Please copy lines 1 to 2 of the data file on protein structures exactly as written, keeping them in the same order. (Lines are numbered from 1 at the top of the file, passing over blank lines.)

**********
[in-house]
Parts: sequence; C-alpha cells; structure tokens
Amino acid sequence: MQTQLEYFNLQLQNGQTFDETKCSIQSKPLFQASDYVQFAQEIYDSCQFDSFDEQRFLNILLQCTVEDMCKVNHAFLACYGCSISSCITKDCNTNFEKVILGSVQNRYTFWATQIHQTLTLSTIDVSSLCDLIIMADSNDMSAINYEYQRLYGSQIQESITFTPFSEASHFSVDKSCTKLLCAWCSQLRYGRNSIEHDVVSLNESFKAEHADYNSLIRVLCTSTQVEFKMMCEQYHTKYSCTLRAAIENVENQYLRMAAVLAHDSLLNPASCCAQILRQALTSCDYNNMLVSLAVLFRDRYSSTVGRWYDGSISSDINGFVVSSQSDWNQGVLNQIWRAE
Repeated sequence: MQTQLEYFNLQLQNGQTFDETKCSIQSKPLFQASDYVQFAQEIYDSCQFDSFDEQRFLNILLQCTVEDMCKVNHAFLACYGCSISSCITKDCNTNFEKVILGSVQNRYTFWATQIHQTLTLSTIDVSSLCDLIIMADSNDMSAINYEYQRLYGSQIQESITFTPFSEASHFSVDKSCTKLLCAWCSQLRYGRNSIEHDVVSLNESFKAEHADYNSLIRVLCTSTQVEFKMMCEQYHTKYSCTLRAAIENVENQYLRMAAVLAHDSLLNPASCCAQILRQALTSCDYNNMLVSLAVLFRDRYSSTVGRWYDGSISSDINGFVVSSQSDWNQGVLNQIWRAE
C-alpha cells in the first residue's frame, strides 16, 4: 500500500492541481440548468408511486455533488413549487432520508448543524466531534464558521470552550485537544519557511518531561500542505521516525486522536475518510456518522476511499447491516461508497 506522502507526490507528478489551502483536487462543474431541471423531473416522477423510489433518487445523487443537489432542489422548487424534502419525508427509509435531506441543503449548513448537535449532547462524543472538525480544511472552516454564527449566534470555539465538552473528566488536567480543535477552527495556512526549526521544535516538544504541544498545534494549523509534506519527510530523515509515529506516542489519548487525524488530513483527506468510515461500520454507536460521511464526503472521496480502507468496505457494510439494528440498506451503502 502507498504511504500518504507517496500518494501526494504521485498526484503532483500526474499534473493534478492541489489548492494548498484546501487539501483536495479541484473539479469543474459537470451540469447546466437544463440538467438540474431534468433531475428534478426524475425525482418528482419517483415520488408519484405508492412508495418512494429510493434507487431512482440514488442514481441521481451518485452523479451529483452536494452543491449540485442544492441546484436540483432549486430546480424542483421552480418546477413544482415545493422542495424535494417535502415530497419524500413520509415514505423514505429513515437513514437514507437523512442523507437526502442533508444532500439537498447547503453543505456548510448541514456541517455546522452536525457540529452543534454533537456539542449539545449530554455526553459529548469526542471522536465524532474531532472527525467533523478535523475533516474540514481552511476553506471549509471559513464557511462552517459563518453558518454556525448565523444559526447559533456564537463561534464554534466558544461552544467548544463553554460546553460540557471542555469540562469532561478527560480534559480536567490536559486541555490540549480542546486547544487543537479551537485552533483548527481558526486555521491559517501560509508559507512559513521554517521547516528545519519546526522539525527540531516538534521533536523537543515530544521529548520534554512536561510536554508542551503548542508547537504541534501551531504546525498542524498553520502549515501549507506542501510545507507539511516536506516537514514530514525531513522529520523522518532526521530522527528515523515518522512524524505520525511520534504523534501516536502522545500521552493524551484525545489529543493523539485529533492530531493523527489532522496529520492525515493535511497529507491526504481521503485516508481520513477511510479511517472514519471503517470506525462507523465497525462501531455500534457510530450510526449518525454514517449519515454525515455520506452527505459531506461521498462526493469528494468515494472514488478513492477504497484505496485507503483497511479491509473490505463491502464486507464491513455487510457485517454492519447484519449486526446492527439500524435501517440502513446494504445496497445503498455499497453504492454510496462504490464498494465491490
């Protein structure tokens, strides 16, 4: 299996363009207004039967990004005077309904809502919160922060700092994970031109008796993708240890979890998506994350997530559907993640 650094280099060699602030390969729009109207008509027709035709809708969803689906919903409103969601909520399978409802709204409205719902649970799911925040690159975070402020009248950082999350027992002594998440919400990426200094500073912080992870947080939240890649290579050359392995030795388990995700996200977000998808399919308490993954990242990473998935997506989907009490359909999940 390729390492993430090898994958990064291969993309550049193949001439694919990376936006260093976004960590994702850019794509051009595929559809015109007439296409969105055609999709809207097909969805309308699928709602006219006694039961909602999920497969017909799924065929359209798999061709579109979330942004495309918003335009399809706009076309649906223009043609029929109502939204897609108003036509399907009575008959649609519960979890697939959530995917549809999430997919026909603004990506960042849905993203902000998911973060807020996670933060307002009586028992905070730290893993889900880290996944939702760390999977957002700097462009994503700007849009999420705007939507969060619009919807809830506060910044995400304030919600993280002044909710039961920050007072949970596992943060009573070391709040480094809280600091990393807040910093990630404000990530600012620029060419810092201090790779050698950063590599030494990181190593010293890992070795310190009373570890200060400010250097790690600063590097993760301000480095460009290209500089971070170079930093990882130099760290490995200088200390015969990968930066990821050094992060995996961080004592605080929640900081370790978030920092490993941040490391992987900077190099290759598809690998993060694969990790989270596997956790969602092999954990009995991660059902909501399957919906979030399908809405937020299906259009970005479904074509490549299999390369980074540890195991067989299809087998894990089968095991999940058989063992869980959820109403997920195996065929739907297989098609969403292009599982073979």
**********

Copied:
[in-house]
Parts: sequence; C-alpha cells; structure tokens